Thursday 25 December 2014

Anglo's loan for shares scheme 'obviously and spectacularly' not in normal course of business, court hears

Sarah Stack

Published 10/04/2014 | 11:50

Council for prosecution Paul O’Higgins SC at court yesterday
Council for prosecution Paul O’Higgins SC at court

ANGLO Irish Bank’s loan for shares scheme was obviously and spectacularly not in the ordinary course of business, the prosecution has claimed.

The trial of three Anglo executives was told a striking part of the case is that €60m loans to 10 high net worth customers was a “done deal” notwithstanding the bank’s credit standing.

Closing the prosecution’s case, Paul O’ Higgins SC said the borrowings were for the benefit of the bank, not the borrowers, and the deal carried out to shore up anticipated problems with Anglo’s share price.

The prosecution barrister said if the three co-accused knew the loans were illegal under section 60 of the Companies Act they should have said, and if they did not know they should have known.

“Ignorance of the law is no excuse,” he said.

Mr FitzPatrick (65), from Greystones, Co Wicklow, Pat Whelan (51), of Malahide, Co Dublin and William McAteer (63), of Rathgar in Dublin all deny 10 counts of providing unlawful financial assistance to net worth Anglo clients – known as the so-called Maple 10 - in July 2008 to buy shares in Anglo.

The loan-for-shares deal involved unwinding Mr Quinn’s secret 29pc stake in the bank, build up through contracts for difference (cfds).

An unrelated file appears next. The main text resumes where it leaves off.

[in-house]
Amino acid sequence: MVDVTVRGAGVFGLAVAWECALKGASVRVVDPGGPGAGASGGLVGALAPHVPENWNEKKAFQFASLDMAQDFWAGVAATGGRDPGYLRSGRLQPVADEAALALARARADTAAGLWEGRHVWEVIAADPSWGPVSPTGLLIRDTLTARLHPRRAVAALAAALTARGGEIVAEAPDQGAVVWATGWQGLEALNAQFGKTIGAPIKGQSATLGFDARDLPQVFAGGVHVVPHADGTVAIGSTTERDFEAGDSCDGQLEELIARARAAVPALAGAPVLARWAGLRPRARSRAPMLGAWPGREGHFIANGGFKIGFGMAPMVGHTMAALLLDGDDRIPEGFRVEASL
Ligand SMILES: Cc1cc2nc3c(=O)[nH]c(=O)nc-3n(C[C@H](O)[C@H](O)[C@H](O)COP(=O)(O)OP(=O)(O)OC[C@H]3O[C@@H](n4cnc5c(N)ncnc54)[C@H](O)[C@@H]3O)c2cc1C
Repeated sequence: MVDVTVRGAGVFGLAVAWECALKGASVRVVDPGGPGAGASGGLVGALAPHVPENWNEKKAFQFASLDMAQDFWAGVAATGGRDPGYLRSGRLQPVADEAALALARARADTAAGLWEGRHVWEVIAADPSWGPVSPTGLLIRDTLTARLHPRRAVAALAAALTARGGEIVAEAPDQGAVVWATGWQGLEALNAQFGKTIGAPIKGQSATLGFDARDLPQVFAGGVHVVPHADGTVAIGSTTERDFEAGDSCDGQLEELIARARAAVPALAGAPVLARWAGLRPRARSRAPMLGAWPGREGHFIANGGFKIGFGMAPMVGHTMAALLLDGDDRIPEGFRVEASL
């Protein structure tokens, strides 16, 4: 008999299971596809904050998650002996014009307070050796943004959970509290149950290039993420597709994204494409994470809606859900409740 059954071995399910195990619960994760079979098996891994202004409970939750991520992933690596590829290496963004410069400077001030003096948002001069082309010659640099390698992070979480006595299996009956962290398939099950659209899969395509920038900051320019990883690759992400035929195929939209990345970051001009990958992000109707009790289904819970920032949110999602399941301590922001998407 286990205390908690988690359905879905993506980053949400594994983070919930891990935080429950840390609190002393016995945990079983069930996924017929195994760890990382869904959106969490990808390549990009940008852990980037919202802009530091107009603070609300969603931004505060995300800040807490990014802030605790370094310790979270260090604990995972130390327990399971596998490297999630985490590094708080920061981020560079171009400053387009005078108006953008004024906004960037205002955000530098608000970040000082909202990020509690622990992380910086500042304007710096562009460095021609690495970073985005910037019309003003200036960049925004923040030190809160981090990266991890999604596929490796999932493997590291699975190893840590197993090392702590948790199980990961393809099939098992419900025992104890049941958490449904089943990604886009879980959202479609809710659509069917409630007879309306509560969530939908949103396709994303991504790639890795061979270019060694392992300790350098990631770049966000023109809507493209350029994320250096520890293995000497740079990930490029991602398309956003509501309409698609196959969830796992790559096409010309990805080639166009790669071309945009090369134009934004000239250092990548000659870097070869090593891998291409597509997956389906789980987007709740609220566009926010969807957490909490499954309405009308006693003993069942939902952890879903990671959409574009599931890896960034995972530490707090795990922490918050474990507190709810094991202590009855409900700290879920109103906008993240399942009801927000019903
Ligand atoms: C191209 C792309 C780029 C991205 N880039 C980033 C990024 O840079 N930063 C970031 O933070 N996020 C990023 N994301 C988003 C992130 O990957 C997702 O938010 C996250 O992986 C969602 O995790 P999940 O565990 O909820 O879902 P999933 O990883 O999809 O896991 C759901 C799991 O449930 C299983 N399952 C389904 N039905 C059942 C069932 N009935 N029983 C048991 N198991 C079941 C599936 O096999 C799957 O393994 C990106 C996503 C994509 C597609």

Mr Whelen and Mr McAteer also deny six counts each of providing unlawful financial assistance to six members of the Quinn family.

Judge Martin Nolan yesterday directed Mr FitzPatrick was not guilty of the six charges relating to the Quinns, while Mr Whelan has been found not guilty of seven charges in connection with a facility letter.

The ex-banker had denied the charges which alleged he was privy to the fraudulent alteration of loan facility letters to seven individuals.

Mr O’Higgins said everything in the case was “topsy turvy” and claimed documentation supporting the loans were bogus.

“The prosecution case is that almost everything about this scheme makes it a scheme obviously and spectacularly not in the ordinary course of business,” he said.

The trial, which is in its tenth week at Dublin Circuit Criminal Court, continues.

Promoted articles

Read More

Promoted articles

Editor's Choice

Also in Irish News